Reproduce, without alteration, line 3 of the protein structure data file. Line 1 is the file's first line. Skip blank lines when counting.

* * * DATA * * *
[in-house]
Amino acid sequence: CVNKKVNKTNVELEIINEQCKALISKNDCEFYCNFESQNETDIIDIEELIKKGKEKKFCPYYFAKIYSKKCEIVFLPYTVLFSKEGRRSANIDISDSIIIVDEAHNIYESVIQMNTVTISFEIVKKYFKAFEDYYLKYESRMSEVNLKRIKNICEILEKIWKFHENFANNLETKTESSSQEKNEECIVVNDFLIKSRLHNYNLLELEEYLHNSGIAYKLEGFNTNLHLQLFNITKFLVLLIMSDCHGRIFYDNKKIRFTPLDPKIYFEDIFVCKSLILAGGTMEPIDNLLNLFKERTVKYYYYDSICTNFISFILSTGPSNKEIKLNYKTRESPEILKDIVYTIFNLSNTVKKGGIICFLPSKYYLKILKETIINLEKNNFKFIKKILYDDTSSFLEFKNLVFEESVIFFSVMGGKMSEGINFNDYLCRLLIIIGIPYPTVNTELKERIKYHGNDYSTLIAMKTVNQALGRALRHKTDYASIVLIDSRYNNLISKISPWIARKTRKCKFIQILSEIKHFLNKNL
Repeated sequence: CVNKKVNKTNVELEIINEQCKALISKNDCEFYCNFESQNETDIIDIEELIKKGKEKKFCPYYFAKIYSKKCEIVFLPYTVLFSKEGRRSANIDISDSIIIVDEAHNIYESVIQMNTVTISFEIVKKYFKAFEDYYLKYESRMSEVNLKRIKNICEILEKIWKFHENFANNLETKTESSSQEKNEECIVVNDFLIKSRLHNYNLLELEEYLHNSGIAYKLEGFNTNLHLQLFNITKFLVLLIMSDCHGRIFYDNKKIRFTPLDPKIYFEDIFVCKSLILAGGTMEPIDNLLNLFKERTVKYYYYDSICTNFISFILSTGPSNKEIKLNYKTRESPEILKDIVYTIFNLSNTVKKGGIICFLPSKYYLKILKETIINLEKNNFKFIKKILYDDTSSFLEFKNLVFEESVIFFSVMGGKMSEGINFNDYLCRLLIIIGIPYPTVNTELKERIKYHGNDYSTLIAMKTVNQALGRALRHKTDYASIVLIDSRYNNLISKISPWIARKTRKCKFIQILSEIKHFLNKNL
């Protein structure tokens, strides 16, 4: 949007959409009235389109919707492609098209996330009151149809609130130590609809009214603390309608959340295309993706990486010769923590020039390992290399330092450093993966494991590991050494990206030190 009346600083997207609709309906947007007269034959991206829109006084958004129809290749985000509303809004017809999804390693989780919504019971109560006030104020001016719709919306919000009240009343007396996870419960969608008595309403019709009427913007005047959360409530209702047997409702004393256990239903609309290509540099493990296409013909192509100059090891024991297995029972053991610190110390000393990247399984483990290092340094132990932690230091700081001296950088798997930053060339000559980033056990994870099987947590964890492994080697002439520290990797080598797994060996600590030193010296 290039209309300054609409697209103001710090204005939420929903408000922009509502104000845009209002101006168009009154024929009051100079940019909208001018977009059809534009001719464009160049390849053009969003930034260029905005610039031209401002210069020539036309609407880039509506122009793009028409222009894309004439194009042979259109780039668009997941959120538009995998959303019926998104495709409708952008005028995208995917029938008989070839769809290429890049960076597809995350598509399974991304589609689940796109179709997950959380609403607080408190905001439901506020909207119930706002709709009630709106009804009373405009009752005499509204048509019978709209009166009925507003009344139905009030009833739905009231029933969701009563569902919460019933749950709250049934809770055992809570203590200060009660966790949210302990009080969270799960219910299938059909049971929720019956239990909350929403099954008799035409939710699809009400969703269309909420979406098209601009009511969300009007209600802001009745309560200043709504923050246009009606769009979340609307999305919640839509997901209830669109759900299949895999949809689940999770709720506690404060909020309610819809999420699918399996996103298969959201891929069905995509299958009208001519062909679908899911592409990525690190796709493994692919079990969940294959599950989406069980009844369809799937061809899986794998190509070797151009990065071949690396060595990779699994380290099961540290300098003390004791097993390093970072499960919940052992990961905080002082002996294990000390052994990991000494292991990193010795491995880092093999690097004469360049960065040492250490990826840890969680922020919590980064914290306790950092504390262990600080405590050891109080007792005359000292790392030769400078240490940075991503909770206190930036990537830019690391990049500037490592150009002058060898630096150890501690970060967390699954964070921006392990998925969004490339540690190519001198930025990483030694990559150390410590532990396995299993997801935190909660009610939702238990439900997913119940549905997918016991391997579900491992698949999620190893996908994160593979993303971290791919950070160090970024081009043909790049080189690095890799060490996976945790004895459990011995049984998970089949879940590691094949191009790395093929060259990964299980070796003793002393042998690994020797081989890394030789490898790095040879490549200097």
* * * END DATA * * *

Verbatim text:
Repeated sequence: CVNKKVNKTNVELEIINEQCKALISKNDCEFYCNFESQNETDIIDIEELIKKGKEKKFCPYYFAKIYSKKCEIVFLPYTVLFSKEGRRSANIDISDSIIIVDEAHNIYESVIQMNTVTISFEIVKKYFKAFEDYYLKYESRMSEVNLKRIKNICEILEKIWKFHENFANNLETKTESSSQEKNEECIVVNDFLIKSRLHNYNLLELEEYLHNSGIAYKLEGFNTNLHLQLFNITKFLVLLIMSDCHGRIFYDNKKIRFTPLDPKIYFEDIFVCKSLILAGGTMEPIDNLLNLFKERTVKYYYYDSICTNFISFILSTGPSNKEIKLNYKTRESPEILKDIVYTIFNLSNTVKKGGIICFLPSKYYLKILKETIINLEKNNFKFIKKILYDDTSSFLEFKNLVFEESVIFFSVMGGKMSEGINFNDYLCRLLIIIGIPYPTVNTELKERIKYHGNDYSTLIAMKTVNQALGRALRHKTDYASIVLIDSRYNNLISKISPWIARKTRKCKFIQILSEIKHFLNKNL